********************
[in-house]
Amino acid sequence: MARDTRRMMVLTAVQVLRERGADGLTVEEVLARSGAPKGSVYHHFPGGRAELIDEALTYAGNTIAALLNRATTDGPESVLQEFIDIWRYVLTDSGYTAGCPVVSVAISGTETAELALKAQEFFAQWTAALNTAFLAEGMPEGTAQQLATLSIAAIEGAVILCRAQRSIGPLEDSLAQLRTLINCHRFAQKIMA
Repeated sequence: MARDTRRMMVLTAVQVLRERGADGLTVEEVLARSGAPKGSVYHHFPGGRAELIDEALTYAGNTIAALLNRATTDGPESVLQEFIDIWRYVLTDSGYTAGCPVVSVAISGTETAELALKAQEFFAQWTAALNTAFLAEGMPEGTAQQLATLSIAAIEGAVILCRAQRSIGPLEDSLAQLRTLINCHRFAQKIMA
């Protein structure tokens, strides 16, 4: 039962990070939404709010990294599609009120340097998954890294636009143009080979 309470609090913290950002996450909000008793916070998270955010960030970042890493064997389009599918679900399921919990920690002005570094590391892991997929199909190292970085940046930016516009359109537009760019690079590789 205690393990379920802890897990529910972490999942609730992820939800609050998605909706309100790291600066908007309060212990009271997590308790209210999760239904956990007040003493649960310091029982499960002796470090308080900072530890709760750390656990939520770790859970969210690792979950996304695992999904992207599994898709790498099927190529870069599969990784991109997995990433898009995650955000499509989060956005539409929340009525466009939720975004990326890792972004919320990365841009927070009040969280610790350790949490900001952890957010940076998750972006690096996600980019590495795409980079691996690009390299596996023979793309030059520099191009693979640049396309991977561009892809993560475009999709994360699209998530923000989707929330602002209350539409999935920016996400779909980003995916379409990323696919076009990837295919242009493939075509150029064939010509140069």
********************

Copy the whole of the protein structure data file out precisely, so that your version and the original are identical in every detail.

[in-house]
Amino acid sequence: MARDTRRMMVLTAVQVLRERGADGLTVEEVLARSGAPKGSVYHHFPGGRAELIDEALTYAGNTIAALLNRATTDGPESVLQEFIDIWRYVLTDSGYTAGCPVVSVAISGTETAELALKAQEFFAQWTAALNTAFLAEGMPEGTAQQLATLSIAAIEGAVILCRAQRSIGPLEDSLAQLRTLINCHRFAQKIMA
Repeated sequence: MARDTRRMMVLTAVQVLRERGADGLTVEEVLARSGAPKGSVYHHFPGGRAELIDEALTYAGNTIAALLNRATTDGPESVLQEFIDIWRYVLTDSGYTAGCPVVSVAISGTETAELALKAQEFFAQWTAALNTAFLAEGMPEGTAQQLATLSIAAIEGAVILCRAQRSIGPLEDSLAQLRTLINCHRFAQKIMA
């Protein structure tokens, strides 16, 4: 039962990070939404709010990294599609009120340097998954890294636009143009080979 309470609090913290950002996450909000008793916070998270955010960030970042890493064997389009599918679900399921919990920690002005570094590391892991997929199909190292970085940046930016516009359109537009760019690079590789 205690393990379920802890897990529910972490999942609730992820939800609050998605909706309100790291600066908007309060212990009271997590308790209210999760239904956990007040003493649960310091029982499960002796470090308080900072530890709760750390656990939520770790859970969210690792979950996304695992999904992207599994898709790498099927190529870069599969990784991109997995990433898009995650955000499509989060956005539409929340009525466009939720975004990326890792972004919320990365841009927070009040969280610790350790949490900001952890957010940076998750972006690096996600980019590495795409980079691996690009390299596996023979793309030059520099191009693979640049396309991977561009892809993560475009999709994360699209998530923000989707929330602002209350539409999935920016996400779909980003995916379409990323696919076009990837295919242009493939075509150029064939010509140069």